- Friday saw the S&P 500 and Nasdaq 100 hit and close at all-time highs.
- “The market is now anticipating a massive amount of stimulus, a CARES act part two and a massive infrastructure program”.
- A downbeat jobs report for December was broadly ignored, with the market “living in the future”.
Friday saw the S&P 500 and Nasdaq 100 hit and close at all-time highs, the former rallying as high and closing in the 3820 after bulls aggressively bought a momentary dip back below the 3800 mark and the Nasdaq 100 marching above the 13000 level for the first time. The S&P 500 closed with gains of 0.55%, the Nasdaq 100 with gains of 1.28% and the Dow Jones Industrial Average with gains of 0.2%.
“The market is now anticipating a massive amount of stimulus, a CARES act part two and a massive infrastructure program” Robert Phipps, a director at Per Stirling Capital Management in Austin, Texas told Reuters, citing the outcome earlier this week of the Georgia runoff elections that confirms that the Democrats will control Congress for the next two year at least. Phipps added that he also “think(s) the market is celebrating what everyone expects will be a more predictable less chaotic Washington going forward”.
In addition, comments from Fed Vice Chair Richard Clarida that were on balance dovish regarding the bank’s QE programme when compared to other Fed members who have spoken recently, combined with his more optimistic take on the economic outlook for later in the year also seemed to help risk appetite.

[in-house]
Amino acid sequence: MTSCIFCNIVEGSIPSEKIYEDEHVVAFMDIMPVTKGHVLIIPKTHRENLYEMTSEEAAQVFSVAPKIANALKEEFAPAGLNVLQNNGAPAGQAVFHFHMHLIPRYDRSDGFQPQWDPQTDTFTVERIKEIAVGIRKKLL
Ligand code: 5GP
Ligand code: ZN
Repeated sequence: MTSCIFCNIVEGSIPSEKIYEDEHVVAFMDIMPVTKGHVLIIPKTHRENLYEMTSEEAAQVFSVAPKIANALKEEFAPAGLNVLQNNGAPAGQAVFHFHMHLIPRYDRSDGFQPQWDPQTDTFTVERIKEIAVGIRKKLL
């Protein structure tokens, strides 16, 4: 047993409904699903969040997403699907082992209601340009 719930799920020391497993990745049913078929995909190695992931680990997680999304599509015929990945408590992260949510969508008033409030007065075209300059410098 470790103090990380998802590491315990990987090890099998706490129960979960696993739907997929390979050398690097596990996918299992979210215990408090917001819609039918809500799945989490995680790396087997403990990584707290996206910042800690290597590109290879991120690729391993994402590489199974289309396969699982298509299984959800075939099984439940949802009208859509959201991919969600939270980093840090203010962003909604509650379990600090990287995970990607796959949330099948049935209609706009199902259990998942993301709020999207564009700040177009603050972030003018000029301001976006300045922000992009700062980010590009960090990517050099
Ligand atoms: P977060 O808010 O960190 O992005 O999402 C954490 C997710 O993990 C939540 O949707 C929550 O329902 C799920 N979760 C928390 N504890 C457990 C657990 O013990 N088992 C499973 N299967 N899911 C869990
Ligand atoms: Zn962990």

Meanwhile, some fiscally hawkish comments from Senate Democrat Manchin, who was reported to have retorted “absolutely not” when asked if he supported $2000 stimulus cheques, did little to hurt sentiment. His vote will of course be needed in the Senate (assuming all 50 Republicans vote against any Democrat bill) if the Democrats are to pass fiscal stimulus legislation in the Senate. Later reports suggested he was merely suggesting that stimulus are “absolutely not” a priority for Congress, which should instead focus on boosting vaccine distribution.
Elsewhere, rising nominal and real yields on US bonds, which took a heavy toll on precious metals markets on Friday, are also being touted as a potential hazard for the equity market bulls, but equity markets are showing little concern that the era of TINA might be over just yet (TINA – There Is No Alternative, an acronym referring to how investors have to invest in equities if they want to generate any return because developed bond market yields are so low).
Monthly official US jobs data, released at 13:30GMT, was largely ignored, despite showing a surprise contraction in employment in the US in December 2020. Most of the downside in the labour market was as a result of 372K hospitality and leisure workers losing their jobs as a result of Covid-19 restrictions, a pattern that Fed Vice Chairman Clarida said (and most analysts will agree) he does not expect to continue for much longer in 2021.
According to Chris Zaccarelli, chief investment officer for Independent Advisor Alliance, the market’s apathy to Friday’s downbeat jobs reaffirms a long-held notion that “the economic reality stands in stark contrast to the markets’ view of the world – we are all living in the present, with a badly damaged economy, while the market is living in the future, expecting a post-COVID or at least post-vaccine world”.